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Faith Nyasuguta

Human Rights Watch (HRW) reported Thursday that Sudanese paramilitary forces, particularly the Rapid Support Forces (RSF), are potentially engaging in genocide against non-Arab ethnic communities in Darfur’s western region. 

The RSF, alongside allied militias, have faced accusations of ethnic cleansing, crimes against humanity, and war crimes in their conflict with Sudan’s regular army since April 2023.

The conflict, which has claimed tens of thousands of lives according to United Nations experts, has been particularly devastating in the West Darfur town of El-Geneina, where up to 15,000 casualties have been reported

HRW’s latest report, “‘The Massalit Will Not Come Home‘: Ethnic Cleansing and Crimes Against Humanity in El-Geneina, West Darfur, Sudan,” highlights the dire situation. The 186-page document outlines “an ethnic cleansing campaign against the ethnic Massalit and other non-Arab populations.”

/Daily Excelsior/

HRW alleges that from late April to early November of the previous year, the RSF and allied militias executed a systematic campaign targeting ethnic Massalit residents, involving killings and other atrocities such as mass torture, rape, and looting. 

This violence peaked in mid-June, resulting in thousands of deaths within days, and surged again in November. Local human rights lawyers noted a pattern of targeting prominent members of the Massalit community, including doctors, human rights defenders, and local leaders.

Additionally, HRW reported that the attackers systematically destroyed critical civilian infrastructure, particularly in communities populated by displaced Massalit. Satellite images corroborated this destruction, showing predominantly Massalit neighborhoods in El-Geneina being systematically dismantled, preventing displaced civilians from returning to their homes.

HRW asserts that these attacks constitute ethnic cleansing, with the apparent aim of permanently displacing the Massalit population from the region. Furthermore, HRW raised concerns about the possibility of genocide, given the context of the killings and the intent to destroy, in whole or in part, the Massalit population in West Darfur.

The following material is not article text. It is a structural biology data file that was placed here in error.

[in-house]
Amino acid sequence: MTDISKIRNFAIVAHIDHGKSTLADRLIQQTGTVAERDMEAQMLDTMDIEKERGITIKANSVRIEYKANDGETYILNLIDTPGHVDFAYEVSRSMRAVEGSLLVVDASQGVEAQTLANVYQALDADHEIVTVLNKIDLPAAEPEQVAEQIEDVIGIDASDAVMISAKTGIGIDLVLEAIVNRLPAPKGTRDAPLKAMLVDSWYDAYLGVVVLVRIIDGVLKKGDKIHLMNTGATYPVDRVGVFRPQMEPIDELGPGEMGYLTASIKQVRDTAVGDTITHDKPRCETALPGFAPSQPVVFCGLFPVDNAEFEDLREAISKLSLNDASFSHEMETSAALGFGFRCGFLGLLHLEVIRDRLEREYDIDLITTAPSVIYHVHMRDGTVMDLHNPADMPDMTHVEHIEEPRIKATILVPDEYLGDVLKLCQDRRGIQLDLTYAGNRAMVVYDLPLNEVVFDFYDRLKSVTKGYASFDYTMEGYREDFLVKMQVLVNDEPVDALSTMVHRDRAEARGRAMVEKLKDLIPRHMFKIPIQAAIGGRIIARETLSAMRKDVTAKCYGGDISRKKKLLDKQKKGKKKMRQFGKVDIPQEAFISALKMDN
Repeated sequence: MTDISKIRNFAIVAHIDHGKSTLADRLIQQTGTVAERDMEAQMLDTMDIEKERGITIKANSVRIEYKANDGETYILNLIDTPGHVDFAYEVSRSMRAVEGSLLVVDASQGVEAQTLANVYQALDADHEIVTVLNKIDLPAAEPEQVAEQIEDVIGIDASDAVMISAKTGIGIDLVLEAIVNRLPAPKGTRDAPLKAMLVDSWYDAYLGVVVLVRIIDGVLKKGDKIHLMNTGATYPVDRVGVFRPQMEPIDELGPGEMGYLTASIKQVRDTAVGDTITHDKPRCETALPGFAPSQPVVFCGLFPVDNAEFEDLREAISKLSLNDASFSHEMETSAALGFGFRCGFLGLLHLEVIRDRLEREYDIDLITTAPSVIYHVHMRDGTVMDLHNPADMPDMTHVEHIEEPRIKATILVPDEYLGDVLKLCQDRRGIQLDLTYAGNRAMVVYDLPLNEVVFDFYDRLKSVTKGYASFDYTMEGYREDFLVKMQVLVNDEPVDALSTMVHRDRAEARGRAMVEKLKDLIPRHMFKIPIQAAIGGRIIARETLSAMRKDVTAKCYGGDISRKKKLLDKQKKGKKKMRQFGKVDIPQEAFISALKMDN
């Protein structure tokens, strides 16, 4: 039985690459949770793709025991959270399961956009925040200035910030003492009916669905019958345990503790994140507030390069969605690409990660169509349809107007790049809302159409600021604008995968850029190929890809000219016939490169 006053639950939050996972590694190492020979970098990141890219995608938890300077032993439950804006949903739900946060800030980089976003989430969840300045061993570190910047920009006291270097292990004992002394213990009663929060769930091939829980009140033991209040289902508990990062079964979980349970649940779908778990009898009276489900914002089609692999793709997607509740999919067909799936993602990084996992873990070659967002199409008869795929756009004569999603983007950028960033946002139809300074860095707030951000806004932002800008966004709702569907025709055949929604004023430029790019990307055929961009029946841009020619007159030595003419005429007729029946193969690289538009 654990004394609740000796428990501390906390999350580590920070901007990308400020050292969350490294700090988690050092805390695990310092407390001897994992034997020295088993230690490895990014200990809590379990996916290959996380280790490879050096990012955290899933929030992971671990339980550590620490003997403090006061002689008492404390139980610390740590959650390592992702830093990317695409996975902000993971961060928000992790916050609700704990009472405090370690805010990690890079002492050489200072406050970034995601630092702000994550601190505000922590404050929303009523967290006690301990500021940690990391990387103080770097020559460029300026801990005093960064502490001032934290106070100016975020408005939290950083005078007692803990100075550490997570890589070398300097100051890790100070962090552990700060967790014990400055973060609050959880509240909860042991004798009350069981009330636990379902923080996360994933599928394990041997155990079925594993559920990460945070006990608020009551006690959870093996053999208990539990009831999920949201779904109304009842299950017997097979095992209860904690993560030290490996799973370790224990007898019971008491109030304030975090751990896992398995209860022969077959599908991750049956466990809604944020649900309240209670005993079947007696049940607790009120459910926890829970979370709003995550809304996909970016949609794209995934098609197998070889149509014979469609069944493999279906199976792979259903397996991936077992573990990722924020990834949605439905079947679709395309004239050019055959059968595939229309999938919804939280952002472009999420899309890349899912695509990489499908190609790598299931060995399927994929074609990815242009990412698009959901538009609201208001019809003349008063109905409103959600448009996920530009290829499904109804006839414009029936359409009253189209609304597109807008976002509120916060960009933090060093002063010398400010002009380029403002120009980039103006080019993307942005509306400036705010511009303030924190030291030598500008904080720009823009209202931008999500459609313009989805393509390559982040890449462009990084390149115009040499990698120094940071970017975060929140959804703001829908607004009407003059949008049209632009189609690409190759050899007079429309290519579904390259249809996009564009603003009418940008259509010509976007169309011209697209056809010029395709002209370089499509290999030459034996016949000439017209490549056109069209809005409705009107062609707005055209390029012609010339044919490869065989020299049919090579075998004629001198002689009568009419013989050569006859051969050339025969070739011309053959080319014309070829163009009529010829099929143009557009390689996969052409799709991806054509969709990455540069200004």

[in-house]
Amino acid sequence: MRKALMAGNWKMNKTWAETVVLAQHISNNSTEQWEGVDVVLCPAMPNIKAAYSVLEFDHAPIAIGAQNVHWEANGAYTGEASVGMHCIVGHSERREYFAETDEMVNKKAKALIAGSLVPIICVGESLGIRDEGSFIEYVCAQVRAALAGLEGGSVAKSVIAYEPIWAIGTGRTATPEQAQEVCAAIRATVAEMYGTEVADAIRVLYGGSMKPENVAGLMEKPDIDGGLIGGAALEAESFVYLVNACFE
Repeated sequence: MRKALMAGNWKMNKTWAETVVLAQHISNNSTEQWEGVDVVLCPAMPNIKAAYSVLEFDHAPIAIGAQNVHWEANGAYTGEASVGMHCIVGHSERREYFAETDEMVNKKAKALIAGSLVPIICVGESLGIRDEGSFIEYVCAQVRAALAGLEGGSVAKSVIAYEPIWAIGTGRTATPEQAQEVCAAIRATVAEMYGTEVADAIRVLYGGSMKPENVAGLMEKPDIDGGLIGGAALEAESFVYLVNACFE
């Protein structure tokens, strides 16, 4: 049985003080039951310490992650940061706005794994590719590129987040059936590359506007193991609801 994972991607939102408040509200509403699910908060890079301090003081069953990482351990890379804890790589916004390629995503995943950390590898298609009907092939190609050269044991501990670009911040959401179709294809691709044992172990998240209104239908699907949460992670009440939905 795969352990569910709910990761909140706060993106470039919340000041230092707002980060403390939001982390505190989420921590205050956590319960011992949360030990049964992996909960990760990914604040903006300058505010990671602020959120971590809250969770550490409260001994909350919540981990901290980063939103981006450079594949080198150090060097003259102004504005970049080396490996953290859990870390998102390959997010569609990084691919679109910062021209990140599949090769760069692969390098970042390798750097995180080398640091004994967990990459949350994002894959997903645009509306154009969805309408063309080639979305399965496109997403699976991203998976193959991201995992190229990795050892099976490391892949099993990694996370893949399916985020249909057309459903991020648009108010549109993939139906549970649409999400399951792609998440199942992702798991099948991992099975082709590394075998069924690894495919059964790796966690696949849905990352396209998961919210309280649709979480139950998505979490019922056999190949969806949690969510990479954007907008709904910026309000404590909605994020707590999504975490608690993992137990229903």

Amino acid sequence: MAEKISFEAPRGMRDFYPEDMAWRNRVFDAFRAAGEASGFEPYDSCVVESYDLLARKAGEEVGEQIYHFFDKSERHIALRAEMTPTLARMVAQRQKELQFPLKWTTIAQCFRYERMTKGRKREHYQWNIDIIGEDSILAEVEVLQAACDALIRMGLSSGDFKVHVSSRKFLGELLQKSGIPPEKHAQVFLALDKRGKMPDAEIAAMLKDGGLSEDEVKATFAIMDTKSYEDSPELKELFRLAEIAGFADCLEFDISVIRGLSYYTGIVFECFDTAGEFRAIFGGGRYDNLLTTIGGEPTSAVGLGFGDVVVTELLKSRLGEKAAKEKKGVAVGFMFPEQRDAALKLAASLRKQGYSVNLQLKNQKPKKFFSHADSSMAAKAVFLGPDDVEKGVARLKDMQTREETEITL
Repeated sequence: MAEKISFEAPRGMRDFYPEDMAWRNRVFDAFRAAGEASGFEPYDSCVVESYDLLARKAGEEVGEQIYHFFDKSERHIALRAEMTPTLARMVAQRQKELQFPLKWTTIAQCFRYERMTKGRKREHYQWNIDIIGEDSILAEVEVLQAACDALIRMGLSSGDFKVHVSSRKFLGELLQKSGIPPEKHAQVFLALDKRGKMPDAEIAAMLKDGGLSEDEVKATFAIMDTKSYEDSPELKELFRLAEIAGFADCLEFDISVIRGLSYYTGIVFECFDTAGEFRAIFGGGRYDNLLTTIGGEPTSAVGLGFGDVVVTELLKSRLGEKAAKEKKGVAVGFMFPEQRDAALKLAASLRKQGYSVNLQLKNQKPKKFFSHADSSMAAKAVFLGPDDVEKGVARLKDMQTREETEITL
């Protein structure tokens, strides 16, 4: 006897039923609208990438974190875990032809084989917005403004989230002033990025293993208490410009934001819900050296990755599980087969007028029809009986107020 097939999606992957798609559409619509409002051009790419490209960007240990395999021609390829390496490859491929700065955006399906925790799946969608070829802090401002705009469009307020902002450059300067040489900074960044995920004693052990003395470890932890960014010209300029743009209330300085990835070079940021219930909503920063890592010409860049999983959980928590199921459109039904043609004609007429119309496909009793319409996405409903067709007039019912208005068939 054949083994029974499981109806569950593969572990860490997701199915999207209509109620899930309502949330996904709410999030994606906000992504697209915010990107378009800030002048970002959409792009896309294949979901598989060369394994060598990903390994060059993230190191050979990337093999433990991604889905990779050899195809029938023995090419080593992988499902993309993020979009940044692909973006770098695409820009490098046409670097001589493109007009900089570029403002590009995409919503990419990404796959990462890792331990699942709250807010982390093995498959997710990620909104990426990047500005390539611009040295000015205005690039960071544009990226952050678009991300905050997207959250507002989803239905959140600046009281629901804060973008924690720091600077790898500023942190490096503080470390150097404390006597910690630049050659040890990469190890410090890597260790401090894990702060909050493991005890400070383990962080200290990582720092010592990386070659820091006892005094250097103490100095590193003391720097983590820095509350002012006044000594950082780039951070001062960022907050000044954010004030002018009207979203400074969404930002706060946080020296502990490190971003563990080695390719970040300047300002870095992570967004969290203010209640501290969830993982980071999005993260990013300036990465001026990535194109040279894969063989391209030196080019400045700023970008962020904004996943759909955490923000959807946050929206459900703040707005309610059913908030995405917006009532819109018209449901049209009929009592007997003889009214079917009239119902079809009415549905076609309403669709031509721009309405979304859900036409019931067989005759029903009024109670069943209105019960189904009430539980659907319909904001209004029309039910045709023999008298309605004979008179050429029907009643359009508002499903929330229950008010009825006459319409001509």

In response, HRW called for an investigation into genocidal intent, targeted sanctions on those responsible, and urged the UN to expand the existing arms embargo on Darfur to cover all of Sudan. The International Criminal Court, already investigating ethnic-based killings in Darfur, has grounds to believe that both the paramilitaries and the army are committing Rome Statute crimes, including war crimes, crimes against humanity, and genocide.

The United States, acknowledging war crimes committed by both sides in the conflict, accused the RSF of ethnic cleansing and crimes against humanity. The violence has forced over half a million Sudanese to flee into Chad, with the majority coming from El-Geneina.


The focus now shifts to El-Fasher, the capital of North Darfur state, where fears of an impending RSF attack loom large. The United States has warned of a potential disaster of “epic proportions” if the RSF proceeds with its expected assault, as residents fear a repetition of the atrocities witnessed in El-Geneina.

HRW’s executive director, Tirana Hassan, emphasized that the atrocities in El-Geneina should serve as a wake-up call for the international community, urging concerted action to prevent similar horrors in El-Fasher.


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Faith Nyasuguta

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